- Regional Cooperation and Integration – President Kuroda presented RCI to the ADB in 2004. It was a longtime objective of the Japanese government to regionalize national economy.
- It accelerates economic development- reduces poverty and inequality, boosts productivity and employment, and strengthens institutions.
- Private Sector Lending – Reagan’s administration pushed for this ADB priority. This initiative wasn’t a priority until President Tadeo Chino brought in Robert Bestani.
- The Private Sector- Operations Department (PSOD) evolved rapidly from the ADB’s smallest to biggest funding arm. This resulted in the Board’s adoption of the LTSF in March 2008.
The ADB provides “hard” commercial loans to middle-income Asian nations and “soft” loans with reduced interest rates to impoverished countries. Both sorts of loans will come from the bank’s ordinary capital resources (OCR) commencing in January 2017.
PSOD offers more than commercial loans. Guarantees, equity, and mezzanine financing are also available (a combination of debt and equity).
In 2017, ADB’s “nonsovereign” activities loaned $19.1 billion, $3.2 billion to private firms. ADB’s 2017 grants and cofinancing totalled $28.9 billion.
ADB issues bonds in global capital markets. It also depends on member donations, lending revenues, and loan repayments.
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Private Sector Investments
ADB offers direct loan, equity, and mezzanine financing to private firms for projects with proven social benefits. ADB’s involvement is restricted, but it leverages private capital to finance these projects by owning no more than 25% of each transaction.
On some projects, ADB works with other organisations to augment funds. In 2014, other organisations funded $9.2 billion of ADB’s $22.9 billion in activities. The Bank engages with several multilateral organisations, says Principal Communication Specialist Jason Rush.
Funds And Resources
ADB administers more than 50 financial partnership facilities, trust funds, and other funds totaling several billion each year for social and economic development projects throughout Asia and the Pacific. ADB issued 5-year offshore INR-linked notes to generate Rs 5 billion.
On 26 Feb 2020, ADB raises $118 million from rupee-linked bonds, supporting the expansion of India International Exchange and contributing to a $1 billion yield curve from 2021 to 2030.
Access To Information
ADB’s information disclosure policy presumes all institution-produced material should be public unless there’s a reason to keep it hidden. The policy requires accountability, openness, and prompt information and document requests.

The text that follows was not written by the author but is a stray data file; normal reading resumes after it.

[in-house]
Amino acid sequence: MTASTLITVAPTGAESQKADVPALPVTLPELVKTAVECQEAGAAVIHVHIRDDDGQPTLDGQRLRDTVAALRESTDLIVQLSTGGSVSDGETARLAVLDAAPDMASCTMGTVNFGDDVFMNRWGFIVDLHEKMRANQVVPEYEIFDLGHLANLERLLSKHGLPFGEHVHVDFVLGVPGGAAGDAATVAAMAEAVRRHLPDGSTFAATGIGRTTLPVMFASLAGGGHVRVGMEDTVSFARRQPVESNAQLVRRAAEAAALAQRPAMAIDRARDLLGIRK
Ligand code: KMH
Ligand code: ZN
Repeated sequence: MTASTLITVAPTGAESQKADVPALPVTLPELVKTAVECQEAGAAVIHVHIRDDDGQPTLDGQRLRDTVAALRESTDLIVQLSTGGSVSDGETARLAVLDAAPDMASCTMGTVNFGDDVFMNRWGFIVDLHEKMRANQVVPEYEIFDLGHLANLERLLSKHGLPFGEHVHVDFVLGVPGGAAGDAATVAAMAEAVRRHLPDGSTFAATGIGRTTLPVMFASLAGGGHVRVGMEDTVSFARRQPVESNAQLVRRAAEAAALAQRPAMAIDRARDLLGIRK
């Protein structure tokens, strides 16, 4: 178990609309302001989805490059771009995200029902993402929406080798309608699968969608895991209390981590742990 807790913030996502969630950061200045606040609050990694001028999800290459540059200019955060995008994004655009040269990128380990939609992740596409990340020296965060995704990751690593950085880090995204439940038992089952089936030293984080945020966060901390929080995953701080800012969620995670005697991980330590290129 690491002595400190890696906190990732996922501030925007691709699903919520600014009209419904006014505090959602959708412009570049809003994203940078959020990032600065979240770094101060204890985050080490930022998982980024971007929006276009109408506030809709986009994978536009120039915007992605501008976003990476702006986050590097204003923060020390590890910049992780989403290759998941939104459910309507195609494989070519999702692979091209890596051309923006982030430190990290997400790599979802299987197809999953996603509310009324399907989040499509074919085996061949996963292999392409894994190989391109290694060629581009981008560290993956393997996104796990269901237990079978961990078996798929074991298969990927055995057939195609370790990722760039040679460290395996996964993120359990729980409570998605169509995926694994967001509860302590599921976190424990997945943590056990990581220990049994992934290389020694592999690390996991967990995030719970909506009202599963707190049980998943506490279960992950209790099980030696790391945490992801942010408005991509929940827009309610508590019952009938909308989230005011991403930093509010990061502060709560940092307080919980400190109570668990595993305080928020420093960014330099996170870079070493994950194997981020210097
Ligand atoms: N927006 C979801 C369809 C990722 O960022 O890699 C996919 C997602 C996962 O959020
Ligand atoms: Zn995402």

ADB does not divulge personal privacy, safety, some financial and commercial information, and other exclusions.
Notable Projects And Technical Assistance
Since the ADB’s early days, opponents say Japan and the U.S. have influenced financing, policy, and personnel choices.
Oxfam Australia attacked the Asian Development Bank for insensitivity. Global and multinational banks may harm human rights via initiatives that hurt impoverished and underprivileged populations.
UNEP criticised the bank, saying in a study that “most of the expansion has bypassed more than 70% of its rural people, many of whom rely on natural resources for lives and incomes.”
Large ADB projects were criticised for lacking monitoring, causing social and environmental harm. Thailand’s Mae Moh coal-fired power plant is a contentious ADB project.
Environmental and human rights groups argue ADB’s environmental protections policy and policies for indigenous peoples and involuntary relocation are frequently neglected in reality, too ambiguous or weak to be effective, or not implemented by bank employees.
The bank’s participation in the food crisis is condemned. Civil society accuses the ADB of disregarding warnings leading up to the crisis and contributing to it by pressing loan terms that unjustly compel governments to deregulate and privatise agriculture, causing issues like the rice supply deficit in Southeast Asia.
In fact, although the PSOD ended off that year with $2.4 billion in financings, the ADB has drastically dipped below that level in the years thereafter and is not on track to achieve its stated target of 50% private sector financings by 2020.
Critics note that the PSOD is the sole ADB-generating department. With most loans being concessionary (sub-market) loans to the public sector, the ADB faces financial difficulties and operational losses.
Largest Countries And Regions By Subscribed Capital And Voting Power
The table below shows the 20 biggest nations by ADB subscribed capital and voting power as of December 2020. As of 23 March 2019, ADB has 68 members: 49 from Asia and the Pacific, 19 from other regions.
A member’s membership year appears after their name. When a nation stops being a member, the Bank repurchases its shares as part of the settlement of accounts with that country, under Article 43, paragraphs 3 and 4.